Meet the first community to end open defecation in Niger.
''Living with latrines at home allows us to live with dignity and good health''
In Niger, open defecation is practiced by more than 71% of the population. The consequences of this practice are detrimental to health, nutrition, education or economic development. Furthermore, illnesses related to water and bad hygiene and sanitation habits are one of the main causes of children under-five mortality.
The Government of Niger, with UNICEF as a key partner and with the financial support from the UK Department for International Development (DFID), developed in 2017 and 2018 a national road map for “Niger Without Open Air Defecation by 2030”. The foundations were established for the acceleration of the implementation of the Community-Led Total Sanitation (CLTS) and the promotion of good hygiene practices.
We visit H.E. Sarkin Adar Yacouba Habibou Oumani, Chief of Illela Canton, in the Tahoua region. Thanks to his community raise-awareness and mobilization work, he has achieved a real milestone in Niger. The Bagaroua commune, which has 129 villages and more than 95.000 inhabitants, is the first one in the country to officially end with open defecation and to be declared as an Open-Defecation Free (ODF) community.
“A short while ago in Bagaroua, none of the houses had a latrine. The streets accumulated garbage from the neighbors. Children were frequently sick. We were used to seen them suffering from diseases or in the hospital” remembers the chief.
After the sensitization, we understood that open defecation was the origin of many diseases related to the lack of sanitation and hygiene. Then we said: we have to do something. It is for our health; it is for the survival of our children! This encouraged me to spread the message within the community.
The participation of administrative and traditional authorities such as H.E. Sarkin, have been decisive for the success of this road map. “As community leaders we have the responsibility to raise awareness among the population because they trust us. If we consider that behavior change is good for our people, our role is to promote it” he says.
H.E. Sarkin explains how the process has been until achieving social change. “We organized brigades to raise awareness among the population in every town and neighborhood. When people started to understand the importance of ending with open defecation, they took the lead and it was themselves the ones who encouraged others to change. They have even come to support us in other villages.”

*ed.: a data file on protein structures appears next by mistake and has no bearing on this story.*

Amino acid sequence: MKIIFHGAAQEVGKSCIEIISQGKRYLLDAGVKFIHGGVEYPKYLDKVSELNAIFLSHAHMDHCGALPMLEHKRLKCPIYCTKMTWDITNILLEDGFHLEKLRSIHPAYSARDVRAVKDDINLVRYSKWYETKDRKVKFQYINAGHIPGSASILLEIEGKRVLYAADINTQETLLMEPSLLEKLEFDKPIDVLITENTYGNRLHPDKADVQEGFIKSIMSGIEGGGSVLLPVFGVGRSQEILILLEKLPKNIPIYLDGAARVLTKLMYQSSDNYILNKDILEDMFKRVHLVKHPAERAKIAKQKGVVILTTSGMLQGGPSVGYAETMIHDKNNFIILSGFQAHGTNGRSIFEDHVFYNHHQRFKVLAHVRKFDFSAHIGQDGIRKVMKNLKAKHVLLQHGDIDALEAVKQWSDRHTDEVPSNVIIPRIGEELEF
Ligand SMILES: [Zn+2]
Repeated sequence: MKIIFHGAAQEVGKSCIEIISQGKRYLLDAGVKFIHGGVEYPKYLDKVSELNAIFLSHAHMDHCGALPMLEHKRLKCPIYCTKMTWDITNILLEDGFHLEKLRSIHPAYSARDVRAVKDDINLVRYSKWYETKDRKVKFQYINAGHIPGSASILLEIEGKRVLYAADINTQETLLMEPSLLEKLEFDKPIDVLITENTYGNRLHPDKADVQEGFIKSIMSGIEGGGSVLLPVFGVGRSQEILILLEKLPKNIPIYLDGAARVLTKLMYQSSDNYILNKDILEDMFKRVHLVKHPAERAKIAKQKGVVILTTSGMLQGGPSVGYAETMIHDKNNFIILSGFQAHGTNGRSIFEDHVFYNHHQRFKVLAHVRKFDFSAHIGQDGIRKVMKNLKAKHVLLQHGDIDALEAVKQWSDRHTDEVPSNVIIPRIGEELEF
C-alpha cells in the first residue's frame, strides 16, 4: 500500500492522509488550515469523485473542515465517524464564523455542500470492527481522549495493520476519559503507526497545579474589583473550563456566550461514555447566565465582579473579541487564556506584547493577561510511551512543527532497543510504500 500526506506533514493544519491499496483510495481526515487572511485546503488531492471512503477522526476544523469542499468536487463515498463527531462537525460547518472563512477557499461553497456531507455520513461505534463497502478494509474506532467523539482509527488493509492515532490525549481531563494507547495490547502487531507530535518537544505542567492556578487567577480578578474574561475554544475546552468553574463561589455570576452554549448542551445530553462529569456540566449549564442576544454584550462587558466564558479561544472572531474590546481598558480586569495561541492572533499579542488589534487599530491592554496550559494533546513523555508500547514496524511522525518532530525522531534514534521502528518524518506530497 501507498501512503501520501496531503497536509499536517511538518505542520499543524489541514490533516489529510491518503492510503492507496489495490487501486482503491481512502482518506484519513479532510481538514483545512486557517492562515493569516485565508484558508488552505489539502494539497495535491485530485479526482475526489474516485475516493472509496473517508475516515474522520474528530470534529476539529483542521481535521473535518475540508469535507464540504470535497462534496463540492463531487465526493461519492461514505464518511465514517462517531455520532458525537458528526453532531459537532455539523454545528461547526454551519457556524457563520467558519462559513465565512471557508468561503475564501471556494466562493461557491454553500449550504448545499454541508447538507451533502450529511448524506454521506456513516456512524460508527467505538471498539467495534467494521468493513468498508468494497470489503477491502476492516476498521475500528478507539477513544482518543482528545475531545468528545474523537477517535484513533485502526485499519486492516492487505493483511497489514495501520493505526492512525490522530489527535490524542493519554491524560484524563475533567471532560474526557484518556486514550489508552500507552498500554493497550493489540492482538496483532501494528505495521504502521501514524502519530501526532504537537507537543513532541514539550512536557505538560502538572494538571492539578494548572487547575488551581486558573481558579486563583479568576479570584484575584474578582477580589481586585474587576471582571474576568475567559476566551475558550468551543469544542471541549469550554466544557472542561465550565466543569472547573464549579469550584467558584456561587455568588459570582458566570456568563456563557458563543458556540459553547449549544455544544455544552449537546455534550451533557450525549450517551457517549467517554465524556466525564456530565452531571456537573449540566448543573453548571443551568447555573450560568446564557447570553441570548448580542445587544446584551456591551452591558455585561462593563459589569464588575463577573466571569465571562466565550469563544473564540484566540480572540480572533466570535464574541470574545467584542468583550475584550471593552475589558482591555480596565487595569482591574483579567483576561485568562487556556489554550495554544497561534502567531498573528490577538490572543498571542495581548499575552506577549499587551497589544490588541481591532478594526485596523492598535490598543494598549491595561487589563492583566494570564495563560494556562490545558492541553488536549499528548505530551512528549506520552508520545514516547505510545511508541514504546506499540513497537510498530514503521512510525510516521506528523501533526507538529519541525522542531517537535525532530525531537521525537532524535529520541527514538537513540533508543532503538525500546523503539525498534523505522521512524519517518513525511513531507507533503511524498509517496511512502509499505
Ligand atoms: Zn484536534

The access rate of the households to latrines increased from 10.3% to 100% by building and using more than 6,000 new latrines. The populations learned good hygiene practices such as handwashing with soap or ash and water, and the cleanliness of their environment to prevent disease and the health of children.
Mariama, a mother from Bagaroua, tells her experience regarding social change. “When the chief of the village came to talk about the reasons why we had to build latrines, we welcomed the idea. Everybody started building latrines and explaining to others how to do it. Children also learned how to use them with proper hygiene habits and therefore they do not fall sick as before” she affirms.
A group of young girls in Bagaroua express us how this change has positively affected their lives. “I have lived in a house without latrine and one with latrine. We cannot even compare. Without the latrine I used to go to defecate in the fields in the outskirts of the village. Then people were around, I had to try to find a house with a latrine in the neighborhood. This took so much time and it was one of the main reasons why I was late at the school. When I had my period, it was even harder.” states Maladia, 15.
Since Bagaroua was declared as the First Open Defecation Free commune, several actions have been undertaken to maintain this status and to promote development initiatives. In 2019, each village developed and implemented a post-ODF monitoring plan. In addition, community self-assessment activities have been regularly carried out and have enabled to provide 16 schools with latrines (built by the people themselves) and to develop 129 community water safety plans. Furthermore, the commune plans to set up a municipal water and sanitation service.
“Nowadays’ children are healthier, they go to school, they play. The difference is considerable. We will continue raising awareness, we still have a lot of work to do and that’s why we encourage people and communities in Niger that do not still use latrines to use them” concludes Sarkin.